Brewing in the Gulf of Mexico, Tropical Storm Claudette was bringing heavy rain to the Florida Panhandle on Sunday, and was likely to become the first tropical storm to strike the U.S. mainland this year. Two other storms — Ana and Bill — steamed across the Atlantic, still east of the Leeward Islands. On Sunday, Ana weakened to a tropical depression, its top winds at 35 mph, The Associated Press reports.
Claudette hit about 1:15 a.m. near the eastern end of Santa Rosa Island, just southeast of Fort Walton Beach in Florida, the National Weather Service said.
It is expected to move into southern Alabama later Monday morning and into northeastern Mississippi on Monday night.
Even before Claudette made landfall, the storm's outer bands pounded the area with heavy rain, with officials warning that some coastal areas had the potential for localized flooding, CNN informs.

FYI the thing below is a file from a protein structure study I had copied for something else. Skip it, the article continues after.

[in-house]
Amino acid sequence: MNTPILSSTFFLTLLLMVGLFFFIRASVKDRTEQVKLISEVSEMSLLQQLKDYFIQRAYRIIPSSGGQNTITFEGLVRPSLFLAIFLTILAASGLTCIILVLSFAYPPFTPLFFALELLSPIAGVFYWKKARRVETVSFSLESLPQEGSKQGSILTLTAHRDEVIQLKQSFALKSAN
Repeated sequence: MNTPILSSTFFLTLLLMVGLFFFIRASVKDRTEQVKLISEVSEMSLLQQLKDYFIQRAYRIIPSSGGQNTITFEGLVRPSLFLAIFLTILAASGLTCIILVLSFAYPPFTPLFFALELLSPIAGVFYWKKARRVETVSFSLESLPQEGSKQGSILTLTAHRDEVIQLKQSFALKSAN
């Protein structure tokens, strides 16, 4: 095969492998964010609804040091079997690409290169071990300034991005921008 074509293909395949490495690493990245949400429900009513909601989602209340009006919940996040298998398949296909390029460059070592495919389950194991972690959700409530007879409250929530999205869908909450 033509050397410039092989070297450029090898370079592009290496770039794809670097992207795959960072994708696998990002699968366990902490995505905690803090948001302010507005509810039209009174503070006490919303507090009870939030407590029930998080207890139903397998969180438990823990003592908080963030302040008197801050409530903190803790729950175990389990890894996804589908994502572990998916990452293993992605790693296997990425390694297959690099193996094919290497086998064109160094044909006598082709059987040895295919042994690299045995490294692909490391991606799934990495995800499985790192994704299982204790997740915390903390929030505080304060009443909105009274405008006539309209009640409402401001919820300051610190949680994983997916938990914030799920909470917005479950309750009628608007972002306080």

According to Bloomberg, Hurricane Bill formed over the Atlantic Ocean, about 1,160 miles (1,870 kilometers) east of the Lesser Antilles, the U.S. National Hurricane Center said. Maximum sustained winds were near 75 miles per hour, just over the threshold for a hurricane, the center said. Along the coast of the Gulf of Mexico, Tropical Storm Claudette weakened as it moved inland toward Alabama, with maximum sustained winds near 40 mph.
In a weary world of endless US military interventions, sanctions, trade tariffs and chaos, let’s pause and take stock of the shining house on the hill